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Monday, March 13, 2017

The Fed Opts for Suicide



Have a look at the US Debt Clock, which informs us that US national debt is just a hair under $20 trillion and growing by the second. US total debt now stands at more than $825,000 per family. Yup, that's unsustainable.

As reported by The New York Times in a lead article entitled "Trump Wants Faster Growth. The Fed Isn’t So Sure." by Binyamin Appelbaum:

"Mr. Trump and Janet L. Yellen, the Fed’s chairwoman, appear to be headed toward a collision, albeit in slow motion. Mr. Trump has said repeatedly that he is determined to stimulate faster growth while the central bank, for its part, is indicating that it will seek to restrain any acceleration in economic activity.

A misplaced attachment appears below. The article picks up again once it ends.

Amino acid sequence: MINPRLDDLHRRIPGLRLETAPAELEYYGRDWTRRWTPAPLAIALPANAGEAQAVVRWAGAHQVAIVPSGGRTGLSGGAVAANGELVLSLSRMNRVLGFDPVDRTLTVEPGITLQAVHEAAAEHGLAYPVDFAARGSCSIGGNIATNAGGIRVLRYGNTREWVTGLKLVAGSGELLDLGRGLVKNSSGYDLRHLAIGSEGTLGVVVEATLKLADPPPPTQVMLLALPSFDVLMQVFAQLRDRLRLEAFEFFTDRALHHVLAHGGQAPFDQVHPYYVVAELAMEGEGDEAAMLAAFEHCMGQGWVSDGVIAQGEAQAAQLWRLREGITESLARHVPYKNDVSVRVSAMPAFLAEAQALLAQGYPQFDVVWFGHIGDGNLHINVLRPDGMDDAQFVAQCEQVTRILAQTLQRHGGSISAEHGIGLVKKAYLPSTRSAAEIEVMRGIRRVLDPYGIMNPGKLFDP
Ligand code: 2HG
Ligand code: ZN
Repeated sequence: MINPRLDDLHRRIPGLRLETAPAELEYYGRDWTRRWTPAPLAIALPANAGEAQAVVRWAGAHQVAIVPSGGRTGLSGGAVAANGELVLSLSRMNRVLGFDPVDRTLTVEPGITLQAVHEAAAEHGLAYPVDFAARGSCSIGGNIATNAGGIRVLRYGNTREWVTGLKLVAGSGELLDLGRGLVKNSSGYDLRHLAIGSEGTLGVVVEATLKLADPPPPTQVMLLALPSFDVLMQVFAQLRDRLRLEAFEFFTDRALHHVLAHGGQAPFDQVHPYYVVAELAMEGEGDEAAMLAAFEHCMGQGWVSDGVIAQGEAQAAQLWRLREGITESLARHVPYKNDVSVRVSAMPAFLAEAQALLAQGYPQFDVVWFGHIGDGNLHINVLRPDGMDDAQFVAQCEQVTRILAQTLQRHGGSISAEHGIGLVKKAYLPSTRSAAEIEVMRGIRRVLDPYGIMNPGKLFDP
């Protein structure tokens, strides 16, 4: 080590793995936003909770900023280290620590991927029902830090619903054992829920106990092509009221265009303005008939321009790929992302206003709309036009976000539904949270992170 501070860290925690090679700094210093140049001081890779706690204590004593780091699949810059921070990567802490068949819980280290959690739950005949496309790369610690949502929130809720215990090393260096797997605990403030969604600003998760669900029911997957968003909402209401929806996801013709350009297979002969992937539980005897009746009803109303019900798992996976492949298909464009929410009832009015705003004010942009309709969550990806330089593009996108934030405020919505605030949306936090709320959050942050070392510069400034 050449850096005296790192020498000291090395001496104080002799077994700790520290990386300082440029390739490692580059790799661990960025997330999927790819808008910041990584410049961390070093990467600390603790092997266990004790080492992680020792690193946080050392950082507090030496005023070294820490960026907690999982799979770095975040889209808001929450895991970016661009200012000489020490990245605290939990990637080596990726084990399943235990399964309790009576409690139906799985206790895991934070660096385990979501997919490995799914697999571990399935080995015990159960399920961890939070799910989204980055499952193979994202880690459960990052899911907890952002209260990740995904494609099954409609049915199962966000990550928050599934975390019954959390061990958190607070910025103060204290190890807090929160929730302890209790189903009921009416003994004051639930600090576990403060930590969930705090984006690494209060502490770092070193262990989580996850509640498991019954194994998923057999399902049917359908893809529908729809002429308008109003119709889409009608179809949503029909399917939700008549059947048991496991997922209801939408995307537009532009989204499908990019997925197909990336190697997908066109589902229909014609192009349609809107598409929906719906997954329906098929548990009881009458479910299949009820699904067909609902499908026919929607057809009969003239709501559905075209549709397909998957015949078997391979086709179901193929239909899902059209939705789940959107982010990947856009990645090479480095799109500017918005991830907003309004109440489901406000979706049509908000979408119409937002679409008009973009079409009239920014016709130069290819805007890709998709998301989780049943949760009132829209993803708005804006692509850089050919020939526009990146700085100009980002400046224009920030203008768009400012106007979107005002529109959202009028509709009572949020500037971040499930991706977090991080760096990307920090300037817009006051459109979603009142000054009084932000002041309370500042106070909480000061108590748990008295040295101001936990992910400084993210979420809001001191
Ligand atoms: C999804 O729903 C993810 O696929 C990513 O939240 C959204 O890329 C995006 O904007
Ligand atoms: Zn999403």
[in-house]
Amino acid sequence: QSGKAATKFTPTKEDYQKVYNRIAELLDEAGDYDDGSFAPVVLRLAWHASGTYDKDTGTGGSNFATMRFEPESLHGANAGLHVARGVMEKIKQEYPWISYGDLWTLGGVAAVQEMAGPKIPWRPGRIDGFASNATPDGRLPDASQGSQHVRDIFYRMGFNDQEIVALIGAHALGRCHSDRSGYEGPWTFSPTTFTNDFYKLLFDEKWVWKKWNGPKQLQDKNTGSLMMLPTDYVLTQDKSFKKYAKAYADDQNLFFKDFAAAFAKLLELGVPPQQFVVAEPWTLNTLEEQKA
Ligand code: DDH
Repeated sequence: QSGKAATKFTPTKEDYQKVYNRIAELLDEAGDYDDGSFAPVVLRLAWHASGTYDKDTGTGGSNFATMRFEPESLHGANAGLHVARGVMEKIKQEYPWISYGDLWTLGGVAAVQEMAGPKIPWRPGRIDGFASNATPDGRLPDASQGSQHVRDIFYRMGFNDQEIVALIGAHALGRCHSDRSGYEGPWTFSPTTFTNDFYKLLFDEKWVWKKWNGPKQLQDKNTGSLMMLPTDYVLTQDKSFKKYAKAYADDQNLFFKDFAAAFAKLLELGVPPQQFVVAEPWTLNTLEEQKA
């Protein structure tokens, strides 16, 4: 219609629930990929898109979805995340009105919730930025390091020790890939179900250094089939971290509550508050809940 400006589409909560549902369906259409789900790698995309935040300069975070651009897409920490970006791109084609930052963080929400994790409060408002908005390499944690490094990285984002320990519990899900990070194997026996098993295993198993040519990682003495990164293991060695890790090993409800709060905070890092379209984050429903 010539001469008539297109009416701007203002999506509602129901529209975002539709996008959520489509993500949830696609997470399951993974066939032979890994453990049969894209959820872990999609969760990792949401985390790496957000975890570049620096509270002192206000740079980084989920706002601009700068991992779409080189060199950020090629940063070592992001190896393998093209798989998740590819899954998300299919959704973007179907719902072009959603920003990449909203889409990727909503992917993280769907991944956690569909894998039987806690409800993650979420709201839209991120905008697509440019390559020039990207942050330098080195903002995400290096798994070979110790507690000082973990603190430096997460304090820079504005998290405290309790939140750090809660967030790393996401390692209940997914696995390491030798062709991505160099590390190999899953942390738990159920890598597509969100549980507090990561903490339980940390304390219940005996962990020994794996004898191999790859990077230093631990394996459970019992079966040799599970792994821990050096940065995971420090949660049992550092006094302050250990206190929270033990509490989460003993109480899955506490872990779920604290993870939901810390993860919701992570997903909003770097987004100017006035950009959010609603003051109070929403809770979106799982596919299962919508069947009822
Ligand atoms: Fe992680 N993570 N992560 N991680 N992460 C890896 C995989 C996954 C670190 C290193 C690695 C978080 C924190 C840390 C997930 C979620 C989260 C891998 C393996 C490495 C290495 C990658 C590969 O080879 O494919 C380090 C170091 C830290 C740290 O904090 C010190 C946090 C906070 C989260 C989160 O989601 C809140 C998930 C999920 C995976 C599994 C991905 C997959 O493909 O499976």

On Wednesday, the Fed plans to make a first move in the direction of restraint. The central bank has all but announced that it will raise its benchmark interest rate at the conclusion of a two-day meeting of its policy-making committee."

Raise interest rates and slow the economy? Not a bad idea if national debt was significantly less than $20 trillion; however, given what it is, higher interest rates mean a slowing of US government income from taxation and higher amounts of interest to be paid on American debt, thereby compounding the problem.

Plain and simple, the Fed has opted for suicide.

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